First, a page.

The SX 1250 was reassembled and Patricia Barber spun on the highly tweaked Samsung DVD player with very impressive results. The SX 1250 is a head turner, one of those amps that sound good enough in the next room to drag you in for a listen. It even sounds great on Mike's beloved Infinity Quantum 2's that can get very agressive with many amplifiers. It takes an amp with considerable low end control and weight to balance out the 3 emit tweeters on the front.


It's a great looking piece of gear for those with a strong back, a very heavy duty shelf and a taste for the top of the line. It's a great representative of the very best Japanese solid state engineering in the '70s.

13 comments:

David Wood said...

I have had an SX1010 for 25 years. it finally bit the dust. I picked up on of these 1250 units in very pretty condition. Said to be working, but no sound output.... I,m having a sad SX year.

regards

d.wood

Nat said...

David: Is DR5 linked to your name your business? Very nice.

The big Pioneers are well worth restoring, but, sadly, all the big silver amps and receivers are at the end of their first lives. In truth they have not been at their best for a while. But they can be restored to better than new for another 20-30 years of enjoyment. Find a responsible tech who will do it right. Recap it all with quality caps. The voltage regulator card needs special attention. If you want it to sound right the preamp boards behind the face need to be restored.

This is not cheap but this gear deserves to live.

Nat

kelsci said...

One of the great stereo receivers of all time.

chrislohrcdm said...

I have one of these and love it. Last night I had it on and heard a pop in the middle of listening to a radio station program and then there was no sound. When I went into the living room to see what was going on there was no sound and a little white smoke coming out the right side grille. Any advice?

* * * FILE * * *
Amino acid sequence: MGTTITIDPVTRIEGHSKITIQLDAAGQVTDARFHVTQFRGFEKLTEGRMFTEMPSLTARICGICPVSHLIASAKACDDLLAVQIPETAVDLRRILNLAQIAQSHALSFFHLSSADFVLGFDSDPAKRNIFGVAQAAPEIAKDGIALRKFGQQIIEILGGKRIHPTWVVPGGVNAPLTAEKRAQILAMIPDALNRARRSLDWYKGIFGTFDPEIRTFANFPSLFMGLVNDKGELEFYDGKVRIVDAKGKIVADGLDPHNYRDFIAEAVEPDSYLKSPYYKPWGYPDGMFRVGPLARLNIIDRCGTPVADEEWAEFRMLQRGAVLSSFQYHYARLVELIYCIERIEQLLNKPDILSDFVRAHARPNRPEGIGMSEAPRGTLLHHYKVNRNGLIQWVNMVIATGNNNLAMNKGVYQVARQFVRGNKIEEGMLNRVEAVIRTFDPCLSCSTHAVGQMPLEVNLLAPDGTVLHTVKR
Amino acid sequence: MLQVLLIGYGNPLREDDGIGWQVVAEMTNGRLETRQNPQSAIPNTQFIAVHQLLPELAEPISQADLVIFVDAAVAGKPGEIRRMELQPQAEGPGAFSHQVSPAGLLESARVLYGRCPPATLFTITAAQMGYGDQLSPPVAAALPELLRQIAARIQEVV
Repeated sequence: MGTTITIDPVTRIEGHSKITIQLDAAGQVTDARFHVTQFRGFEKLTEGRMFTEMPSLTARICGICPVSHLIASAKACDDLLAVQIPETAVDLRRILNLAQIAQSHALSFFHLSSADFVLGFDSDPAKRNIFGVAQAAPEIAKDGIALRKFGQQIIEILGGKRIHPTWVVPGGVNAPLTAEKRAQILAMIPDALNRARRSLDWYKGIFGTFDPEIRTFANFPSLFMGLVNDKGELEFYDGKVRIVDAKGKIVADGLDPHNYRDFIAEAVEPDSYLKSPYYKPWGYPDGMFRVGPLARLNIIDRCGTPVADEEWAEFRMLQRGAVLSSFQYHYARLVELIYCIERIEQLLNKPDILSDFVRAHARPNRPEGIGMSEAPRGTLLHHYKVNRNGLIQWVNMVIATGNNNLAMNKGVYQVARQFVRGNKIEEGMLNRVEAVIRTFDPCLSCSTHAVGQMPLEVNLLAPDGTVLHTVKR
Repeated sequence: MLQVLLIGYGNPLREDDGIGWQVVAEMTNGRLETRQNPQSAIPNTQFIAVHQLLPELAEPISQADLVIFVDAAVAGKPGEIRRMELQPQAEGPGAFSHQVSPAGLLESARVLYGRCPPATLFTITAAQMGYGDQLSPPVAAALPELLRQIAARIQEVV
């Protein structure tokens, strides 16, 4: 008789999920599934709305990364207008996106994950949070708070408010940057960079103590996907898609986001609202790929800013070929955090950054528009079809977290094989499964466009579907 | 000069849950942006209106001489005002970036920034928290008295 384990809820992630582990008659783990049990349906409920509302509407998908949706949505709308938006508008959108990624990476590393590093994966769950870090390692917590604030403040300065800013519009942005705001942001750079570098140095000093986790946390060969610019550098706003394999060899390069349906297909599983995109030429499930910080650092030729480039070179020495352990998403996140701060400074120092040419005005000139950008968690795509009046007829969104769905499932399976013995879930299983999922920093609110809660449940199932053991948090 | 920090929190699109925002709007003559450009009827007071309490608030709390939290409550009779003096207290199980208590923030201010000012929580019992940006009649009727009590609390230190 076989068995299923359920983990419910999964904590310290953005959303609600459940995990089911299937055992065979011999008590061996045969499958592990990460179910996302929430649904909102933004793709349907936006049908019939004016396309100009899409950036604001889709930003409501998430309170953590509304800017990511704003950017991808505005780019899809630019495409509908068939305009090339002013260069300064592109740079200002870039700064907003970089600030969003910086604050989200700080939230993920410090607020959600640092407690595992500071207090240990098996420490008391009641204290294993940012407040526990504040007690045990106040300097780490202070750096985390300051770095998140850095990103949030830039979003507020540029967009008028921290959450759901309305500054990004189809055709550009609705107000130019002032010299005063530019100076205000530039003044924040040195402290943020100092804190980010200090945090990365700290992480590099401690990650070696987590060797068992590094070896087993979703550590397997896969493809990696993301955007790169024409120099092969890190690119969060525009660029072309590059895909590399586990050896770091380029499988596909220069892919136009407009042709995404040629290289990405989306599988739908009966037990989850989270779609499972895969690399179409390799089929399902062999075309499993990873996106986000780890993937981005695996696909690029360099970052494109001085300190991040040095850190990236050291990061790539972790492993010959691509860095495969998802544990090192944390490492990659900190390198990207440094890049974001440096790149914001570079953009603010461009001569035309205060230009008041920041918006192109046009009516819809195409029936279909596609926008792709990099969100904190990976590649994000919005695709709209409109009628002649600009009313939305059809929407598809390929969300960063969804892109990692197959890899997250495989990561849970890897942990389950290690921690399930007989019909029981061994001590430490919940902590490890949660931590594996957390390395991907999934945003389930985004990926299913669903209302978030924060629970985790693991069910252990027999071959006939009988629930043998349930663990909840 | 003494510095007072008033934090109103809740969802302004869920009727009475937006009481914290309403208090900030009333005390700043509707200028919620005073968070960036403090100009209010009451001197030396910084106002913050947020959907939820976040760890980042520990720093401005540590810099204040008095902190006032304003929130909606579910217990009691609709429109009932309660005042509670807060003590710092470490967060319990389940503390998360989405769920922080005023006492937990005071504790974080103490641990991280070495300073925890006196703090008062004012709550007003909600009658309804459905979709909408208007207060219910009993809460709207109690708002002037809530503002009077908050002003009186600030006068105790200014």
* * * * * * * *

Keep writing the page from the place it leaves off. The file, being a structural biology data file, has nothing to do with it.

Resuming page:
Thank you!
Chris

Nat said...

Chris: smoke is never good news with electronics, especially with a 1250. The caps in these amps are failing. It has been 30 years and their time is up.

Put the 1250 on its back and remove the bottom cover. Unplugged, of course. If you see a bit of a mess on the inside of the bottom cover that means one or more of your 4 main filter caps (the soup cans!)just vented its life away.

Maybe the point of failure was the can itself, but often it is the fault of the voltage regulator card, one of the 4 vertically mounted cards accessible from the top. A cap can fail here, the voltage runs away and takes out lots of things, including one or more main filter caps downstream.

The bad news is the cap that failed is just the first of many that will fail over then next few years, assuming it is all original. The good news is these amps can be restored to typically better than factory electrical condition.